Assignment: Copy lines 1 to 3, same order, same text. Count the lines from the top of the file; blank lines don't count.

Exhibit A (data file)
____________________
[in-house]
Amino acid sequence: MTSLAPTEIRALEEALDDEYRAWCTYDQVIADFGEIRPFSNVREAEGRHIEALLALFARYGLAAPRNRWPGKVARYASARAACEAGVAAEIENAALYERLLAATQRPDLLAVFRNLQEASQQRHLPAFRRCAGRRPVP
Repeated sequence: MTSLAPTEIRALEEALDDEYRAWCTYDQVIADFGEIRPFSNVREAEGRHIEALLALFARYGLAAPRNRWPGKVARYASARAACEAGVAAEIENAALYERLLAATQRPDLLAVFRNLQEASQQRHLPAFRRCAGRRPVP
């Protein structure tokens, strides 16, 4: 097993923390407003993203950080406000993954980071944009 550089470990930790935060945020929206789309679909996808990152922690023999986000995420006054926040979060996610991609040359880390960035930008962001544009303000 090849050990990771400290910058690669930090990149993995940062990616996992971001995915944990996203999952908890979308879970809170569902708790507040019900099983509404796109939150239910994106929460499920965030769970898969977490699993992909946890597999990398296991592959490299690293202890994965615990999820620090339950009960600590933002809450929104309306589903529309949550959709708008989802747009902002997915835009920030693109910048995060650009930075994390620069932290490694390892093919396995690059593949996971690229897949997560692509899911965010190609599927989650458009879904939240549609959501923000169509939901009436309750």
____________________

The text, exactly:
[in-house]
Amino acid sequence: MTSLAPTEIRALEEALDDEYRAWCTYDQVIADFGEIRPFSNVREAEGRHIEALLALFARYGLAAPRNRWPGKVARYASARAACEAGVAAEIENAALYERLLAATQRPDLLAVFRNLQEASQQRHLPAFRRCAGRRPVP
Repeated sequence: MTSLAPTEIRALEEALDDEYRAWCTYDQVIADFGEIRPFSNVREAEGRHIEALLALFARYGLAAPRNRWPGKVARYASARAACEAGVAAEIENAALYERLLAATQRPDLLAVFRNLQEASQQRHLPAFRRCAGRRPVP